No Expectations Cover Reveal (with bonus Easter egg)

Several months ago, before even the holiday season, Miya Kressin finished her newest novel No Expectations.

I am so sorry you haven’t been able to buy it yet.

Spoiler: it’s so good.

I mean, I knew Miya could write. One need only check out the Asylum Saga to see how well Miya puts words together. I’m not exaggerating when I tell you that she’s among the finest prose stylists I’ve ever encountered.

What do I mean by that?

At a word and sentence level, her prose works. And you might say, well, okay, but isn’t that always the case, but no, it’s not. You’ll find a lot of authors whose prose is competent. It gets the job done, keeps the sentences going and the pages turning.

Miya’s words and sentences are something else. Her stories are great, for sure, but there’s an intricacy and craft to her actual writing I find astounding.

With the Asylum Saga, Miya’s prose was working on several levels. Roseen is a complex character with a complex story and complex motivations. There’s a heft to the proceedings; we didn’t call it a Saga for nothing, after all.

In No Expectations, Miya has a ton of fun.

Now don’t get me wrong; I know Miya had fun writing Asylum; I was there for a lot of it, and watched it happen.

But here’s the thing; Miya isn’t just an author I work with. She’s a dear friend of mine, and has been for more than a decade. We met on MySpace and are friends on Facebook, and we’ve played virtual tabletop games and exchanged holiday presents. I’ve never met Miya in person but I know her voice and have heard her laugh.

And that’s what No Expectations is like.

It’s wonderful and funny and entertaining.

It’s also crazy hot and steamy.

Miya sent me a finished draft back in probably October now. I’ll be honest — from August of 2015 through the end of 2016, I was about useless for everything that wasn’t my day job, and even there I feel like I had performed it better in previous years. My wife read it straightaway, so that she could start editing it. There were a couple setbacks there — file losses and transfer weirdness.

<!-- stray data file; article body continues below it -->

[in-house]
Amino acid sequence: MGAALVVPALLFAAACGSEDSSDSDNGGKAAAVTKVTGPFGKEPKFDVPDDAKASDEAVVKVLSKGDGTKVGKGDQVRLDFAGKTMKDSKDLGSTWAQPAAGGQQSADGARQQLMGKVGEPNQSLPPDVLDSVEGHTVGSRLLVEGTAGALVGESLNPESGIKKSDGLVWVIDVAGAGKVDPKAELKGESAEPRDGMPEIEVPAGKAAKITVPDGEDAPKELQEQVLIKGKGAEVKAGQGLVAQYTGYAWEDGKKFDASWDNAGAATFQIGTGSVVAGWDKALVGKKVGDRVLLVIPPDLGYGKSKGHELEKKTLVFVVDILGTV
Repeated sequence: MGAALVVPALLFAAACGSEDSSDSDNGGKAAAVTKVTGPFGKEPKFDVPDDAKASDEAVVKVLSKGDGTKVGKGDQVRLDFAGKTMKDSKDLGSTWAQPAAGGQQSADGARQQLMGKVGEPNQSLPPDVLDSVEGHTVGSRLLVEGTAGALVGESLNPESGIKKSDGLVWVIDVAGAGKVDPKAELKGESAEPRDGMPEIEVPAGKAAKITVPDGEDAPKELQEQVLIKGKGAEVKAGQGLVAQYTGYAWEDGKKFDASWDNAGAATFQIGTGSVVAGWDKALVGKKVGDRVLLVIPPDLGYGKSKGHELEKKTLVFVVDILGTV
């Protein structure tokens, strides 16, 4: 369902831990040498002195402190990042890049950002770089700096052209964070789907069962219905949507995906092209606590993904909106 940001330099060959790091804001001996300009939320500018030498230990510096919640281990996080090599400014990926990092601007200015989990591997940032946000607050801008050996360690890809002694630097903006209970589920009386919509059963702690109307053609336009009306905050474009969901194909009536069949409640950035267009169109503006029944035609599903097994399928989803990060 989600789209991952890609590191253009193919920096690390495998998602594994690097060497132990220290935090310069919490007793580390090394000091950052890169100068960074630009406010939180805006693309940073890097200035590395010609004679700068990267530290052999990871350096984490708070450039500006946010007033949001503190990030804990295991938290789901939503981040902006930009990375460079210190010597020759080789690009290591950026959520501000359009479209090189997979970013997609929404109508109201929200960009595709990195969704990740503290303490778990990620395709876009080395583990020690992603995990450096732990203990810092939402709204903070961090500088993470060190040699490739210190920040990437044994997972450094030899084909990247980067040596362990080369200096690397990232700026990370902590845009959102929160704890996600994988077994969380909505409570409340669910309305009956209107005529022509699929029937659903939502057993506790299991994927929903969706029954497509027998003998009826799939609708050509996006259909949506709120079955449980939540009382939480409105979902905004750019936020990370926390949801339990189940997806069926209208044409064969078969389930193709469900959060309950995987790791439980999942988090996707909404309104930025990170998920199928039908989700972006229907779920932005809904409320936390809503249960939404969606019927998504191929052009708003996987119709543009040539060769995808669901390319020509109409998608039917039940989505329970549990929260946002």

And me? Like I said, useless.

But when I was able to start getting back to things, No Expectations was fun. That’s what I was struck by. It’s Miya at her best, great writing and amazing prose and all, but it’s also so much fun. I found myself grinning, laughing. I found myself adoring Julie and aspiring to identify with Reed.

Those names make no sense to you yet, but stay tuned. They’re going to.


This may be the tenth anniversary of Exciting Press, but I also want to acknowledge that for several months there Exciting Press barely existed at all.

The books haven’t been unavailable. I’d consider Meets Girl the first real Exciting Press book, published in November 2010, and while titles have rolled in and out of availability, that’s been mostly because of experimentation in strategy more than anything else.

But last year . . .

Actually, in the past few years .  . .

On Friday night, I took my wife to a local event the theme of which was attending a prom (and it’s been a solid twenty years since I’ve done anything like that). It’s an annual event, though, and while we were there we considered the previous time we had attended — which I remember very little of except that we left almost immediately after we gained admittance.

While we were filtering in, I got word that my mother was ill. This might have been in 2013 as easily as it might have been in 2014, but I think it was the former. Just a few months after my parents — healthy and happy — had attended my wedding, here in Pittsburgh.

My wife and I left the party, piled into our Hyundai, and powered by Monster energy drinks and not much else drove across the state to New Jersey.

My mom survived that incident. We got to her room in the urgent care unit, and we stuck there for a day or three, and in the end her levels stabilized and she was able to leave.

But in the end . . .

In the end, she passed away in August 2015, and my father passed in May 2016.

It’s been a rough few years for me, which means it’s been a rough few years for Exciting Press. That’s what happens when you’re a nano-press, when you’re working with authors who are more friends than clients, most days.

I’ve been dealing with a lot of loss and a lot of grief, and 2016 was just awful.

So far, I confess I’m not a huge fan of “Hold my beer” 2017 for several reasons, but at the same time, if I can help to be something positive when it seems like positive is critical . . .